New from Leo Brady on The Dig

January 20th, 2021




With a cast of Carey Mulligan, Ralph Finnes, Lily James, and Johnny Flynn, I had high hopes for The Dig. The trailer alone had a golden look of a beautiful piece of history that you cherish. Sadly, it’s not that the cast in The Dig is bad, in fact everyone involved is game, and more. It’s just that this story is too old, too dry, and too bland to enjoy. It’s the story of Basil Brown (Finnes), an excavator of found artifacts, but often left out of the praise for what has been found. This is about a fascinating discovery of an Anglo Saxon boat deep beneath the land of a wealthy widow Edith Pretty and when she commissions Mr. Brown for the digging, the goal becomes keeping intact their discovery, without losing their find, and any lives. The Dig has all of the tools to be a well produced piece and sadly is something that should have been left deep in the ground.

From a technical aspect, The Dig looks beautiful, complete with gorgeous costumes, gorgeous people, and beautiful views of the English estate. The narrative side does not take long to get into, based on the John Preston novel and the screenplay adapted by Moira Buffini, quickly starts with Ms. Pretty (Carrie Mulligan) asking Mr. Brown if something could be hidden under a massive mound on the grounds. It looks out of place and the process of digging begins immediately. Doing the digging is fine, it’s Ms. Pretty’s land, but when the local museum head becomes involved, it becomes a matter of who should be doing the digging. On top of all that, WWII is on the cusp of breaking open, as bomber planes fly above. The Dig becomes a matter of red tape, fighting the elements, and beating the clock.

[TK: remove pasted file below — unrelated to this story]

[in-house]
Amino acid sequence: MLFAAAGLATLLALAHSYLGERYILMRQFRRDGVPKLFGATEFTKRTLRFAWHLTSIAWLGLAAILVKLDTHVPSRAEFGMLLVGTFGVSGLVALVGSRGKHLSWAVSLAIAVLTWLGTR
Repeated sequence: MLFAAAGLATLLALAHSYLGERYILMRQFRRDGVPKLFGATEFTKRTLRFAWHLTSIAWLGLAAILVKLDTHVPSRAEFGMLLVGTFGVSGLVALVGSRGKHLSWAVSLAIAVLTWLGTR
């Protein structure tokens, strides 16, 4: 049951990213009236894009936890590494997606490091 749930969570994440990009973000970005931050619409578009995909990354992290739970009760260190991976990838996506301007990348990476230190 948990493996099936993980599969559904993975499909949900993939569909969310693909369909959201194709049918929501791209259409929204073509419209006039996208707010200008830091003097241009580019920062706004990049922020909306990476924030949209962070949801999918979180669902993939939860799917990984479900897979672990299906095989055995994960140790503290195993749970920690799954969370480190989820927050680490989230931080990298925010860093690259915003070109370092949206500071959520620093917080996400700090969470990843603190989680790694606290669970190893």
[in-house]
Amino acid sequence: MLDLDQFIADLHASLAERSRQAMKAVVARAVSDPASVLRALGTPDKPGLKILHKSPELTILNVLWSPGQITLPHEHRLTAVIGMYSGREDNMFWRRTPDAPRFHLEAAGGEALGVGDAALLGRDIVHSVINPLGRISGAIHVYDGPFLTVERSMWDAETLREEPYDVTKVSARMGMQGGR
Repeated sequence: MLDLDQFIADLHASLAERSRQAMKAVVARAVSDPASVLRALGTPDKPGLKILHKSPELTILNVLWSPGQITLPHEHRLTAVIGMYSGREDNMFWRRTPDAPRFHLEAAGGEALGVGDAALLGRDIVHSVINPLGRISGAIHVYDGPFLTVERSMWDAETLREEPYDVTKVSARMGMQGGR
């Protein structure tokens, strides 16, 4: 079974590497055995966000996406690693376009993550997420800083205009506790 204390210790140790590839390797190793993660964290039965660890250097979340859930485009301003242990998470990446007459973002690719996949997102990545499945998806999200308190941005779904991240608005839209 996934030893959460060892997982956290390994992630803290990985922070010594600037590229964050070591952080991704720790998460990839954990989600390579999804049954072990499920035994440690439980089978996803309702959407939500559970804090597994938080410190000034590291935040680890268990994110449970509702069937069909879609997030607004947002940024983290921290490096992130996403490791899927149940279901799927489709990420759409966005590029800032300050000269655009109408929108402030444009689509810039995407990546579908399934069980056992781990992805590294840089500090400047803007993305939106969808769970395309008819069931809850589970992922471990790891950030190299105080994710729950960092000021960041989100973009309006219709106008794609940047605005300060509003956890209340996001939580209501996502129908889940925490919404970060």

I hoped there would be enough drama to propel The Dig to be an early hit in 2021. Sadly the tone and pacing is all wrong. One factor is that the performances by Mulligan and Fiennes are their least inspired yet. Their characters have a dull depth to them. Mulligan’s Ms. Pretty is struggling with health issues, the responsibility of a single mother, a widow, and the pressure of donating what is discovered to the right people. Fiennes Mr. Brown is a quiet man, in love with his wife, passionate about his work, which keeps him literally, and figuratively buried in his findings. The subplot of the film is about Lily James as Peggy Piggott, a newlywed to husband Stuart (Ben Chaplin), but it becomes clear her husband prefers her friendship and companionship from other men. This pushes her into the arms of farmhand Rory Lomax (Johnny Flynn) and it’s their hidden romance that becomes a more interesting focus than any other story.

The direction from Simon Stone (The Daughter) is not the problem either. The setting alone is a gorgeous victorian mansion, complete with elegant set designs, and beautiful sunsets in the horizons. It’s all of those visual delights that make The Dig so disappointing. I found the narrative to be incredibly boring and although the actors are all game, there’s not enough drama to turn this into a movie. From beginning to end, this felt like the perfect story to read in the Sunday New York Times Magazine, but never something to be portrayed in a movie.

There was plenty of mystery in the ground of The Dig but when we look beneath the surface it’s just not enough. It’s an example of Carey Mulligan’s versatility as an actor after her groundbreaking work in Promising Young Woman and the narrative still keeps her character behind the scenes. It overall feels like a missed opportunity for a fantastic cast and maybe telling the story of an archaeological dig is not easy to transfer onto the big screen. Either way, The Dig is a dusty old fossil.


Written by: Leo Brady

The post The Dig appeared first on A Movie Guy.

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